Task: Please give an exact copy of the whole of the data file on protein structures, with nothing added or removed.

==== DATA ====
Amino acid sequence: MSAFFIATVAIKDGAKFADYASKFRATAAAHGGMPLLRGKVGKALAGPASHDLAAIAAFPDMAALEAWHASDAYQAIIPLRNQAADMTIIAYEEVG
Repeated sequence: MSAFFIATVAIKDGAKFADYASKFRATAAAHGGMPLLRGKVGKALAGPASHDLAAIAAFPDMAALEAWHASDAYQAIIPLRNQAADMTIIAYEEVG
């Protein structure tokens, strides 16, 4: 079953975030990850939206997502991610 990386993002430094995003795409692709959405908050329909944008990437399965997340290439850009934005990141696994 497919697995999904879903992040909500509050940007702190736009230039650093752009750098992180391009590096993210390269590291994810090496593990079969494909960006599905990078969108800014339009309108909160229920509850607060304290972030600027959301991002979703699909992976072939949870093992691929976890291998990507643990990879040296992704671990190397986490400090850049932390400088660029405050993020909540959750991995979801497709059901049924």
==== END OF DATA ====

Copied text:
Amino acid sequence: MSAFFIATVAIKDGAKFADYASKFRATAAAHGGMPLLRGKVGKALAGPASHDLAAIAAFPDMAALEAWHASDAYQAIIPLRNQAADMTIIAYEEVG
Repeated sequence: MSAFFIATVAIKDGAKFADYASKFRATAAAHGGMPLLRGKVGKALAGPASHDLAAIAAFPDMAALEAWHASDAYQAIIPLRNQAADMTIIAYEEVG
């Protein structure tokens, strides 16, 4: 079953975030990850939206997502991610 990386993002430094995003795409692709959405908050329909944008990437399965997340290439850009934005990141696994 497919697995999904879903992040909500509050940007702190736009230039650093752009750098992180391009590096993210390269590291994810090496593990079969494909960006599905990078969108800014339009309108909160229920509850607060304290972030600027959301991002979703699909992976072939949870093992691929976890291998990507643990990879040296992704671990190397986490400090850049932390400088660029405050993020909540959750991995979801497709059901049924």